Kalyāṇa-mittatā | Developing the noble friendship

A friend in Dhamma

The practice of meditation and of the Dhamma teaching is not easy. It requires great discipline, devotion, and faith. For these reasons, the Buddha himself advised his disciples to always have a friend in Dhamma who is wise and can support them in their commitment and spiritual growth.

We all need a kalayāṇa-mitta, and we can also be a good friend in Dhamma to someone else. When we feel frustrated about our meditation, disappointed by life and unhealthy relationships, or when we simply don’t feel motivated to practice the teaching of the Buddha, we can count on our community of kalayāṇa-mittatā, who will, by setting a good example, remind us what the right path is.

“Bhikkhus, a bhikkhu who has a good friend abandons what is unwholesome and develops what is wholesome.” Iti 1.17

Cultivation of noble relationships and friendship is an integral part of our spiritual practice. Kalyāṇa-mittatā is the Buddhist concept of "spiritual friendship", and it is applicable to both monastic and householder relationships. One involved in such a relationship is known as a "good friend," "virtuous friend," "noble friend" or "admirable friend" (kalyāṇa-mitta).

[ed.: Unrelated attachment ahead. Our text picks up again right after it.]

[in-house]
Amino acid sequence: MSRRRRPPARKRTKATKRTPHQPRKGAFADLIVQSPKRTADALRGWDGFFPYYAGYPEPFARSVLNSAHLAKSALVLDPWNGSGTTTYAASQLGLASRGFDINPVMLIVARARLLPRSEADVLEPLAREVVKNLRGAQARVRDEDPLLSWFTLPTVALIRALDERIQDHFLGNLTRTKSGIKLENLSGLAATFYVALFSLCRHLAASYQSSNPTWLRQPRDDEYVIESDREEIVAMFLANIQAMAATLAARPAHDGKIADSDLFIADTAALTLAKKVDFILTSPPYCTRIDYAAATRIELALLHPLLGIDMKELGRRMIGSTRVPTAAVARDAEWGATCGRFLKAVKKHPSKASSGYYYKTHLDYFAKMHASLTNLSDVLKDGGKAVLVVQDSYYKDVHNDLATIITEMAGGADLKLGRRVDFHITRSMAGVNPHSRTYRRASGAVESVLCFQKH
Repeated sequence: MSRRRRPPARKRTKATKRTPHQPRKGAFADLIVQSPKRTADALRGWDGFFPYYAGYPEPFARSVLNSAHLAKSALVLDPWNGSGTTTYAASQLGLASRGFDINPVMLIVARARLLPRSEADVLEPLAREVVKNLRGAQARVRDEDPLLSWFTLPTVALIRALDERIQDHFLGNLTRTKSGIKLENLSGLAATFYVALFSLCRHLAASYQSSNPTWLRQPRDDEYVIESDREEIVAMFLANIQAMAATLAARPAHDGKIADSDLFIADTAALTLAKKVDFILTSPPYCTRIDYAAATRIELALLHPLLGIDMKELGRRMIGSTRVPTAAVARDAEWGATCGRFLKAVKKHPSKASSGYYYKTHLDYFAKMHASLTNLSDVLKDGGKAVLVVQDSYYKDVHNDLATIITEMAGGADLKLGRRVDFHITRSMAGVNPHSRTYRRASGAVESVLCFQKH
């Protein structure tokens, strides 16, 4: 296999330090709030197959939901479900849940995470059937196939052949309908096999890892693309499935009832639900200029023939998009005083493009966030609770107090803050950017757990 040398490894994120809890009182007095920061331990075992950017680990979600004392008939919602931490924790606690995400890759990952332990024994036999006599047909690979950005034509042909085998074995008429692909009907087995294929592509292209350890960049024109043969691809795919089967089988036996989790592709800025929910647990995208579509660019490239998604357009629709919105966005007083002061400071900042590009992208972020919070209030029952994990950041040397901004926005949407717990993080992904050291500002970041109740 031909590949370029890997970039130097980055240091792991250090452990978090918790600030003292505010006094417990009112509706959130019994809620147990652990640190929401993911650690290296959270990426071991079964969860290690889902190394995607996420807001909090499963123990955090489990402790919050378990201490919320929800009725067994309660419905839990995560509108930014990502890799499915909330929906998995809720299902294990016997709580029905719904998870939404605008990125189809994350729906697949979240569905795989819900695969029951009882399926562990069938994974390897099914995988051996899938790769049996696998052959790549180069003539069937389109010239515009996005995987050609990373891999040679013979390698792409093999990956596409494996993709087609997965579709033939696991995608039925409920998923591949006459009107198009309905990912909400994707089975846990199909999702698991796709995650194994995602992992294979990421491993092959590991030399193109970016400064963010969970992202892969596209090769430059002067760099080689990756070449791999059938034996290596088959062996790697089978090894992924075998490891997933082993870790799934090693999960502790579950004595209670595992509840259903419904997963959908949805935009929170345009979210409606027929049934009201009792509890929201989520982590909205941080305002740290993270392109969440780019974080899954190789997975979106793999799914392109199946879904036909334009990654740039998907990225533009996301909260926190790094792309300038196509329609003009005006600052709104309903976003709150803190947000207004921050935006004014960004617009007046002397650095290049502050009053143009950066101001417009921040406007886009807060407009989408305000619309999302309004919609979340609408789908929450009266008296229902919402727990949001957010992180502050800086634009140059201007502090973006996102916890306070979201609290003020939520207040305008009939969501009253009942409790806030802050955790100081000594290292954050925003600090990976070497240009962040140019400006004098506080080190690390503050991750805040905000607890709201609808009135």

In traditional Buddhist practice, the spiritual friendship is a relationship between a student and their spiritual teacher. From the aforementioned suttas, we can see that the Buddha believed it vital for spiritual growth to have a friend in Dhamma. They work together to think, speak, and behave in a constructive way towards life, in order to reach the highest goal.

'This is half of the holy life, lord: admirable friendship, admirable companionship, admirable camaraderie.' 'Don't say that, Ānanda. Don't say that. Admirable friendship, admirable companionship, admirable camaraderie is actually the whole of the holy life. When a monk has admirable people as friends, companions, & comrades, he can be expected to develop & pursue the noble eightfold path.' Upaddha Sutta (SN 45,2)

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